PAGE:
“There are perhaps one million species in a habitat that covers a total of about 250,000 square kilometers (roughly the area of the United Kingdom),” reports Reefs at Risk Revisited in the Coral Triangle, a publication published by the Washington-based World Resources Institute (WRI).
Dynamic and highly productive, coral reefs are not only a critical habitat for numerous species, but also provide essential ecosystem services upon which millions of people depend. More than 275 million people globally live very close to reefs.
In the Philippines, for instance, more than 40 million people live on the coast within 30 kilometers of coral reef, which represents about 45 percent of the country’s population. Approximately, two million people depend on fisheries for employment, with about one million small-scale fishermen directly dependent on reef fisheries. The country’s reefs yield 5 to 37 tons of fish per square kilometer, making them very important to the productivity of fisheries.
“The Philippines is a major supplier of fish to the live reef food fish trade, a billion dollar industry in the Asia-Pacific region,” the WRI report said. “In 2007, the Philippines exported at least 1,370 tons of coral trout (Plectropomus leopardus), one of the trade’s most important species in terms of volume, which fetched an estimated retail value of about US$140 million.”
Coral reefs, like mangroves, play a major role in protecting tropical shorelines from the erosive powers of storms and wave action. Under normal conditions, they act as self-repairing, natural breakwaters, which is particularly vital on coastlines that are subject to cyclones and hurricanes.
In terms of net economic benefits of shoreline protection from reefs, Philippines leads with US$400 million while Indonesia came second with US$387 million. “These values are likely much higher today due to increased development, and hence increased numbers of coastal properties at risk,” the WRI report said.
The prospect of finding a new drug in the sea, especially among coral reef species, may be 300 to 400 times more likely than isolating one from a terrestrial ecosystem. “Marine sources could be the major source of drugs for the next decade,” says Dr. William Fenical, a natural products chemist at the Scripps Institution of Oceanography in La Jolla, California.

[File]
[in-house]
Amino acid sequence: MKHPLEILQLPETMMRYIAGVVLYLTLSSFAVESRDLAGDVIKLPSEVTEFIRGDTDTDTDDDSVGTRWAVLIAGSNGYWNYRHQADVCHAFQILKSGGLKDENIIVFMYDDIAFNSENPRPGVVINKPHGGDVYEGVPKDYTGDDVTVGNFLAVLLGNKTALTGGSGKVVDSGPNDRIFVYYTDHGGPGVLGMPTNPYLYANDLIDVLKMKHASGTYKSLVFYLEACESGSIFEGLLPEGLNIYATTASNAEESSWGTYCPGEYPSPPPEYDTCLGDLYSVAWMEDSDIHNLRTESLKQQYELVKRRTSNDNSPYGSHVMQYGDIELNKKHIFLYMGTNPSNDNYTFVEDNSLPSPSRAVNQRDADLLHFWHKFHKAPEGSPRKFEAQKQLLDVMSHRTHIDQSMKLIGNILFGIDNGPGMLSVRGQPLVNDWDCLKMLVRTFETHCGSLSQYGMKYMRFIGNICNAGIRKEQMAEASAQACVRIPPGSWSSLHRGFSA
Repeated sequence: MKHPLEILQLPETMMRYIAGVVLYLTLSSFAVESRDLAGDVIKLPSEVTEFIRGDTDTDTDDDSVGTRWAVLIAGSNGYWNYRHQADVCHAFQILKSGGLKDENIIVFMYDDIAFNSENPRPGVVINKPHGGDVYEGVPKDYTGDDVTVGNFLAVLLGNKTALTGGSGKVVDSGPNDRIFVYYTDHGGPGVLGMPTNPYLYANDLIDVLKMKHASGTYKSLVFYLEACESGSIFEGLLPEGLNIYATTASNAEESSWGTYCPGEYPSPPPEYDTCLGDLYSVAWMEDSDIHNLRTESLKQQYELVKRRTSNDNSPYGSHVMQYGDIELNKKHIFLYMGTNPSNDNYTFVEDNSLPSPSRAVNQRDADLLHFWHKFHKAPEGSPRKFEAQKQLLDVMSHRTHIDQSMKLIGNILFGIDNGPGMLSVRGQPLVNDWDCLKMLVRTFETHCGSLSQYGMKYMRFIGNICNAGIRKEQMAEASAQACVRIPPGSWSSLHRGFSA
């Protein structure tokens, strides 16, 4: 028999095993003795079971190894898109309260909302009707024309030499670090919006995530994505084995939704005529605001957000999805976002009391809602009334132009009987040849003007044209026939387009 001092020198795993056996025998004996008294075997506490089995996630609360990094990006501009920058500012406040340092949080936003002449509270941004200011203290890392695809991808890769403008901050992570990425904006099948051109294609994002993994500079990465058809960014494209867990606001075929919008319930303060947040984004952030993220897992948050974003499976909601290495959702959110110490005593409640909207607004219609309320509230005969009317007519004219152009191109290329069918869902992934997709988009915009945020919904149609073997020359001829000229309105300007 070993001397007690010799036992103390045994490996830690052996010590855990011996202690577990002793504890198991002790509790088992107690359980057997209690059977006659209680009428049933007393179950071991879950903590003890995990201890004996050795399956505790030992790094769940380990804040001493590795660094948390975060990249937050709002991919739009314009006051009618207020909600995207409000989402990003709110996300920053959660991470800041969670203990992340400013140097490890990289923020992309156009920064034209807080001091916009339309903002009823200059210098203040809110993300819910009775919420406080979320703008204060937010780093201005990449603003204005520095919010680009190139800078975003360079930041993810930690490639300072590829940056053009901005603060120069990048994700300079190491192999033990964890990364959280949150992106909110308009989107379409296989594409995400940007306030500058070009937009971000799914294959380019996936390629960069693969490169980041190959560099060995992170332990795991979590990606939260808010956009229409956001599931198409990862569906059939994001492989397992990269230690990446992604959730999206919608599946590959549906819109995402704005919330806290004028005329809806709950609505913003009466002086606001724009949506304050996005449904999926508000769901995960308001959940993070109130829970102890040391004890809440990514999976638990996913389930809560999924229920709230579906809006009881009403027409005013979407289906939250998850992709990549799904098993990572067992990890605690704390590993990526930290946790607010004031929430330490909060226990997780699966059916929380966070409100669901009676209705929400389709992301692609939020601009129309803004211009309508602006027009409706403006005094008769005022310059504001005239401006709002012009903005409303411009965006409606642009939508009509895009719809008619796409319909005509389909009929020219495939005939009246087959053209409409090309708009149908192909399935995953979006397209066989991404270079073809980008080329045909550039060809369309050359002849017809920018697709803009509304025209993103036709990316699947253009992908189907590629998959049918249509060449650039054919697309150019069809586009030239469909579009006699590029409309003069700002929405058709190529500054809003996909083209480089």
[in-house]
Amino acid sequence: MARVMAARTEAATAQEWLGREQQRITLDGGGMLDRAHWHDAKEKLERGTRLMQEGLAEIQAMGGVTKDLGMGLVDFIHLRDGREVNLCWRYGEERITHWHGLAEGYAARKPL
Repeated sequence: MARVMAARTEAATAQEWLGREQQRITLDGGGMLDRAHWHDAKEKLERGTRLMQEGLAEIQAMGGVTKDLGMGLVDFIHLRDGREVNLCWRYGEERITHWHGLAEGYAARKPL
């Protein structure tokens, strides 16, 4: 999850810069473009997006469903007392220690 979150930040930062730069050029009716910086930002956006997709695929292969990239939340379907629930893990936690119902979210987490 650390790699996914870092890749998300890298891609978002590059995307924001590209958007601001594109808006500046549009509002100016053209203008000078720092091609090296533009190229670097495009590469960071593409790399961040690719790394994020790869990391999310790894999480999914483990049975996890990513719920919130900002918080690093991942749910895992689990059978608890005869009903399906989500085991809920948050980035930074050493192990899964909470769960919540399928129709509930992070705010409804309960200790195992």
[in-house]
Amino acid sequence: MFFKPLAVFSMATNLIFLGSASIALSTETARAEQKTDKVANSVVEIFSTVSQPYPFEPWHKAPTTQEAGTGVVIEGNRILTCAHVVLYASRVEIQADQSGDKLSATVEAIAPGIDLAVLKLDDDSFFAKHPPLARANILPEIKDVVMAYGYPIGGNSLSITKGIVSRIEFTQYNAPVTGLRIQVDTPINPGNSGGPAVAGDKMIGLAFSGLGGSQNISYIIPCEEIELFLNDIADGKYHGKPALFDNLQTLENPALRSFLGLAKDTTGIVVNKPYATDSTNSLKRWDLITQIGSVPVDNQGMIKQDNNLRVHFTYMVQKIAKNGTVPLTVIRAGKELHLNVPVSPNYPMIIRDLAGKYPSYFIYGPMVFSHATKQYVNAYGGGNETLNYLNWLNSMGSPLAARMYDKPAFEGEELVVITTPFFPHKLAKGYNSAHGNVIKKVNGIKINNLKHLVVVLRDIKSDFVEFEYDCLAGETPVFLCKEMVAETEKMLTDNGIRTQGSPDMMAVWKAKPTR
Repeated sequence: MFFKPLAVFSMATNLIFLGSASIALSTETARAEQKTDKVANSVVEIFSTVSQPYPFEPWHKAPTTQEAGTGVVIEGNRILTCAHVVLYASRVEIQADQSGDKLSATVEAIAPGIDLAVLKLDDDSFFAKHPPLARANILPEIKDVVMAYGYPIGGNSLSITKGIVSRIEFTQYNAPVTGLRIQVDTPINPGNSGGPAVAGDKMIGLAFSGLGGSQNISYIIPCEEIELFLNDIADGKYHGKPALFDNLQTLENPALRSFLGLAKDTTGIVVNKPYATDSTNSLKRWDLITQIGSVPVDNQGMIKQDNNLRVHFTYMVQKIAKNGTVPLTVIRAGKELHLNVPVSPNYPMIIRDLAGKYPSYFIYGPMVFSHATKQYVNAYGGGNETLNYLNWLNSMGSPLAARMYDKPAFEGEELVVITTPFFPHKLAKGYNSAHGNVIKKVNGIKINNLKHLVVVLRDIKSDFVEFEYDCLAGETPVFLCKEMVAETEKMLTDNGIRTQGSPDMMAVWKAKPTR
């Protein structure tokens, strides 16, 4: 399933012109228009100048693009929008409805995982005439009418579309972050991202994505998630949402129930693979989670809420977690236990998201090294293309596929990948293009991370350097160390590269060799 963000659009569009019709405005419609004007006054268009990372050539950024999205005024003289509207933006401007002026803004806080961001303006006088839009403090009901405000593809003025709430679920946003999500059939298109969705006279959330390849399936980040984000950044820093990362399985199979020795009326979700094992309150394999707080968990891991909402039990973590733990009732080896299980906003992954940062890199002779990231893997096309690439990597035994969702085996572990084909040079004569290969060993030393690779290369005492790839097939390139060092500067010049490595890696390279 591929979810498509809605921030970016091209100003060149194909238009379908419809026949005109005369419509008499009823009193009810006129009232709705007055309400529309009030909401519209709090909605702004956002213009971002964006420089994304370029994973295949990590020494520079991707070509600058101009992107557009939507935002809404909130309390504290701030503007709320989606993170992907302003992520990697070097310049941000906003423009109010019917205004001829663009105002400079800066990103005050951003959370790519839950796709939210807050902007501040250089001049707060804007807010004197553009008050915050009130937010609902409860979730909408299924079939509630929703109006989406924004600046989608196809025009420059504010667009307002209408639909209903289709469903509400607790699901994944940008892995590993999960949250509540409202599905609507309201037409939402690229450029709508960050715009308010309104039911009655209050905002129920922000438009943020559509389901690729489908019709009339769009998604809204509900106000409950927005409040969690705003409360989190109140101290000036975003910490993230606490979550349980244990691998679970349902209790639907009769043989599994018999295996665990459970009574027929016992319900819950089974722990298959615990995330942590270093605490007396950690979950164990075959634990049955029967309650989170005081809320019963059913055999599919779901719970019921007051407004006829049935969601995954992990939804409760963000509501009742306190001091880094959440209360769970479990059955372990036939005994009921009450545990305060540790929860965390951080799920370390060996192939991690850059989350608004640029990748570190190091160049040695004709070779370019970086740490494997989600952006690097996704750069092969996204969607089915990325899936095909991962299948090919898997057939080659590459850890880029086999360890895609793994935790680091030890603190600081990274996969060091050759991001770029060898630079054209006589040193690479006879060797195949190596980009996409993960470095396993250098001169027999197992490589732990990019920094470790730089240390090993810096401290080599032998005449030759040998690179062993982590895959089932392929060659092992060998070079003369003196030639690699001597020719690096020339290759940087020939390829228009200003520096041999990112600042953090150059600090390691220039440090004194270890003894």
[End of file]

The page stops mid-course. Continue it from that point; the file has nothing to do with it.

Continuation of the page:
The WRI report agreed. “Many reef-dwelling species have developed complex chemical compounds, such as venoms and chemical defenses, to aid their survival in these highly competitive habitats,” it explained. “Many such compounds have the potential to form the basis of life-saving pharmaceuticals.”
To date, explorations into the medical application of reef-related compounds include treatments for cancer, HIV, malaria, and other diseases. “Since only a small portion of reef life has been sampled, there is still vast potential for new pharmaceutically valuable discoveries.”
But the future for coral reefs is grim. Rising levels of carbon dioxide and other greenhouse gases in the atmosphere will further threaten reefs, as warming prompts coral bleaching and more acidic water slows coral growth.
The WRI report said that by 2030, almost all reefs in the region are projected to be threatened, with 80 percent in the high, very high, or critical categories. By 2050, all reefs in the region are projected to be threatened, with more than 90 percent in the high, very high, or critical categories.
“It is rare for any reef to suffer only a single threat,” the WRI report said. “More often the threats are compounded. For instance, overfishing eliminates key herbivores that graze on algae, while runoff from agriculture supplies nutrients that cause algal blooms; together, these impacts reduce the abundance or impair the growth of coral. A reef left vulnerable by one threat can be pushed to ecological collapse by the addition of a second.”